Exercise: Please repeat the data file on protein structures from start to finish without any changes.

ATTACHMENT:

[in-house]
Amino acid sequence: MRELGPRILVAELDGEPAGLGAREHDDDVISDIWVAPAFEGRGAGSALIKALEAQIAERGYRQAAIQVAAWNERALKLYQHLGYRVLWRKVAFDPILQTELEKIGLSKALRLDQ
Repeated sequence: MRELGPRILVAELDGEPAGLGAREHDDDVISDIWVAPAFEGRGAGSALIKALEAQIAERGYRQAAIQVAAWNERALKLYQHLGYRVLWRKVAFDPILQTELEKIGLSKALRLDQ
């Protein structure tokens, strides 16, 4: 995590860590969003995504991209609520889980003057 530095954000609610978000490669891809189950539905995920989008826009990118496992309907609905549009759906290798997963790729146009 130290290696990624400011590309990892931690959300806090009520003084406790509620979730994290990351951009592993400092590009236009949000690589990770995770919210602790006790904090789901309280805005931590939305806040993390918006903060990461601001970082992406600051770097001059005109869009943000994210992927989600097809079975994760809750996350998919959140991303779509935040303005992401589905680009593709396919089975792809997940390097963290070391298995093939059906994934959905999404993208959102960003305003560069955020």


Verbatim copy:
[in-house]
Amino acid sequence: MRELGPRILVAELDGEPAGLGAREHDDDVISDIWVAPAFEGRGAGSALIKALEAQIAERGYRQAAIQVAAWNERALKLYQHLGYRVLWRKVAFDPILQTELEKIGLSKALRLDQ
Repeated sequence: MRELGPRILVAELDGEPAGLGAREHDDDVISDIWVAPAFEGRGAGSALIKALEAQIAERGYRQAAIQVAAWNERALKLYQHLGYRVLWRKVAFDPILQTELEKIGLSKALRLDQ
């Protein structure tokens, strides 16, 4: 995590860590969003995504991209609520889980003057 530095954000609610978000490669891809189950539905995920989008826009990118496992309907609905549009759906290798997963790729146009 130290290696990624400011590309990892931690959300806090009520003084406790509620979730994290990351951009592993400092590009236009949000690589990770995770919210602790006790904090789901309280805005931590939305806040993390918006903060990461601001970082992406600051770097001059005109869009943000994210992927989600097809079975994760809750996350998919959140991303779509935040303005992401589905680009593709396919089975792809997940390097963290070391298995093939059906994934959905999404993208959102960003305003560069955020």